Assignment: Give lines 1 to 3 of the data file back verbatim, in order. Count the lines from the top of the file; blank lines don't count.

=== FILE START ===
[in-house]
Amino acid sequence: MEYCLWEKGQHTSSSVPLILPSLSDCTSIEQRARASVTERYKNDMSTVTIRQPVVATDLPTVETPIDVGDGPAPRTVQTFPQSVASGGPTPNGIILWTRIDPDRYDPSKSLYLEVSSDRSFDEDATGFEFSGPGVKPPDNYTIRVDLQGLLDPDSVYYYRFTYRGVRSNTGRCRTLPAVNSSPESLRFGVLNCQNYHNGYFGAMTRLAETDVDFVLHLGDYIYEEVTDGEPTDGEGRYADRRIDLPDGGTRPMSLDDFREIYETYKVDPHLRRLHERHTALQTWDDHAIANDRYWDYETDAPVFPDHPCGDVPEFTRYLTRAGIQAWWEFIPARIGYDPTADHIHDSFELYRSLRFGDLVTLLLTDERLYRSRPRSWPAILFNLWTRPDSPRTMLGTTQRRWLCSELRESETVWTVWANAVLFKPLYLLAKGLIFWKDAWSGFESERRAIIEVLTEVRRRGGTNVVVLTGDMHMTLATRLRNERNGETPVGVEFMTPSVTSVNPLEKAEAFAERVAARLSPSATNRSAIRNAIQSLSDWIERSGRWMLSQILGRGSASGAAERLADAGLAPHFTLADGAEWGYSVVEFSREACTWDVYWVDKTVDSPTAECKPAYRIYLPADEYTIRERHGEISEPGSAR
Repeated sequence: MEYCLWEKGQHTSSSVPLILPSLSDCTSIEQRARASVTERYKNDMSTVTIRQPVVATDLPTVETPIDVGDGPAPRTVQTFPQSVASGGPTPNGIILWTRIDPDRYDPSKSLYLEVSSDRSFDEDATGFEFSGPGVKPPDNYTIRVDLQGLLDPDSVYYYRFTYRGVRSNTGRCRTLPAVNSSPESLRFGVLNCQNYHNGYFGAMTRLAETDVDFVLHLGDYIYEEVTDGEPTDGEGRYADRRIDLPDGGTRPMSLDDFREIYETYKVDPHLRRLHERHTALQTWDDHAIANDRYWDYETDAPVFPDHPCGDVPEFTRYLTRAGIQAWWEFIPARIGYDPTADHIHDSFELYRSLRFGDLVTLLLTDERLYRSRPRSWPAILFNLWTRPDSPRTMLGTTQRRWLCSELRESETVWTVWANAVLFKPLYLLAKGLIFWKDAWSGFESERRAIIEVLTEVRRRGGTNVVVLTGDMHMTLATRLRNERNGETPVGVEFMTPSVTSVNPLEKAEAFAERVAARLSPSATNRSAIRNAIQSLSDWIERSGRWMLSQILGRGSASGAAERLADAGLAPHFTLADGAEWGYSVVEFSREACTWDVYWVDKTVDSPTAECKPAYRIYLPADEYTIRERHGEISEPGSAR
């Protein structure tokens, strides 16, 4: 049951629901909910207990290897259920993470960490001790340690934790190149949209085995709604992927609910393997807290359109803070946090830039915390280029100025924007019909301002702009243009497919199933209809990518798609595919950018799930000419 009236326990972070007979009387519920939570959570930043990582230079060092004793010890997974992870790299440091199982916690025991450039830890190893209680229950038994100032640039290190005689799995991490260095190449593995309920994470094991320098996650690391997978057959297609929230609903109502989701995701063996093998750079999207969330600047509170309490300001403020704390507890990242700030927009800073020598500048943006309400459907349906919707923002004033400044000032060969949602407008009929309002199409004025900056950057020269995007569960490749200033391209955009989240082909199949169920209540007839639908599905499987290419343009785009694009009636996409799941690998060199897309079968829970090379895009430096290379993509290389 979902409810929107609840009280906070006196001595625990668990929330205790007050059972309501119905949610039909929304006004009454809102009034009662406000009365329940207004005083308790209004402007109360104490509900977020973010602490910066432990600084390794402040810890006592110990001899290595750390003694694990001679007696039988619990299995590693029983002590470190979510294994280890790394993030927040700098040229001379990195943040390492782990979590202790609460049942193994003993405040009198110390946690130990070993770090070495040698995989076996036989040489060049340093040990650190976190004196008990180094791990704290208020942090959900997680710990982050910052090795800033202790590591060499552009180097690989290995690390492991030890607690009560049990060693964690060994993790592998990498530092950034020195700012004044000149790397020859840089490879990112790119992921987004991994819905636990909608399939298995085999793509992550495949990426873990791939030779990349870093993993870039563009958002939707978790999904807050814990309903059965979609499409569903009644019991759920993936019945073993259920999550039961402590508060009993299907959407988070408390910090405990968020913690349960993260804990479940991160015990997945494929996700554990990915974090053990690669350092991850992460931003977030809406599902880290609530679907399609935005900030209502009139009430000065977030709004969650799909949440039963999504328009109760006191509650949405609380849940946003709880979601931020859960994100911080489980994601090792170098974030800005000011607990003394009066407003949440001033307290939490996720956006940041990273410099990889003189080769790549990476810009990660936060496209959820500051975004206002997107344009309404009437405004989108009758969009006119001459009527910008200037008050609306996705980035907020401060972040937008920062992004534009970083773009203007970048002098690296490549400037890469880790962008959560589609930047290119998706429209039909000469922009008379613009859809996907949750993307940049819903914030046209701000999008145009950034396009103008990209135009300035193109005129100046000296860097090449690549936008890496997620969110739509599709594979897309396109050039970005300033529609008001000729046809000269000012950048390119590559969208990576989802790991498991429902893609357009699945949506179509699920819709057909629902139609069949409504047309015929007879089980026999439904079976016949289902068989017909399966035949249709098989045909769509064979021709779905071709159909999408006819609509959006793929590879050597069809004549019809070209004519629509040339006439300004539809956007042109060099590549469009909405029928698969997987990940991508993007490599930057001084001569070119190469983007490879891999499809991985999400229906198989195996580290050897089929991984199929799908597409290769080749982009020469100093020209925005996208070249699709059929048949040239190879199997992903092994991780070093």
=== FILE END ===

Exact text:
[in-house]
Amino acid sequence: MEYCLWEKGQHTSSSVPLILPSLSDCTSIEQRARASVTERYKNDMSTVTIRQPVVATDLPTVETPIDVGDGPAPRTVQTFPQSVASGGPTPNGIILWTRIDPDRYDPSKSLYLEVSSDRSFDEDATGFEFSGPGVKPPDNYTIRVDLQGLLDPDSVYYYRFTYRGVRSNTGRCRTLPAVNSSPESLRFGVLNCQNYHNGYFGAMTRLAETDVDFVLHLGDYIYEEVTDGEPTDGEGRYADRRIDLPDGGTRPMSLDDFREIYETYKVDPHLRRLHERHTALQTWDDHAIANDRYWDYETDAPVFPDHPCGDVPEFTRYLTRAGIQAWWEFIPARIGYDPTADHIHDSFELYRSLRFGDLVTLLLTDERLYRSRPRSWPAILFNLWTRPDSPRTMLGTTQRRWLCSELRESETVWTVWANAVLFKPLYLLAKGLIFWKDAWSGFESERRAIIEVLTEVRRRGGTNVVVLTGDMHMTLATRLRNERNGETPVGVEFMTPSVTSVNPLEKAEAFAERVAARLSPSATNRSAIRNAIQSLSDWIERSGRWMLSQILGRGSASGAAERLADAGLAPHFTLADGAEWGYSVVEFSREACTWDVYWVDKTVDSPTAECKPAYRIYLPADEYTIRERHGEISEPGSAR
Repeated sequence: MEYCLWEKGQHTSSSVPLILPSLSDCTSIEQRARASVTERYKNDMSTVTIRQPVVATDLPTVETPIDVGDGPAPRTVQTFPQSVASGGPTPNGIILWTRIDPDRYDPSKSLYLEVSSDRSFDEDATGFEFSGPGVKPPDNYTIRVDLQGLLDPDSVYYYRFTYRGVRSNTGRCRTLPAVNSSPESLRFGVLNCQNYHNGYFGAMTRLAETDVDFVLHLGDYIYEEVTDGEPTDGEGRYADRRIDLPDGGTRPMSLDDFREIYETYKVDPHLRRLHERHTALQTWDDHAIANDRYWDYETDAPVFPDHPCGDVPEFTRYLTRAGIQAWWEFIPARIGYDPTADHIHDSFELYRSLRFGDLVTLLLTDERLYRSRPRSWPAILFNLWTRPDSPRTMLGTTQRRWLCSELRESETVWTVWANAVLFKPLYLLAKGLIFWKDAWSGFESERRAIIEVLTEVRRRGGTNVVVLTGDMHMTLATRLRNERNGETPVGVEFMTPSVTSVNPLEKAEAFAERVAARLSPSATNRSAIRNAIQSLSDWIERSGRWMLSQILGRGSASGAAERLADAGLAPHFTLADGAEWGYSVVEFSREACTWDVYWVDKTVDSPTAECKPAYRIYLPADEYTIRERHGEISEPGSAR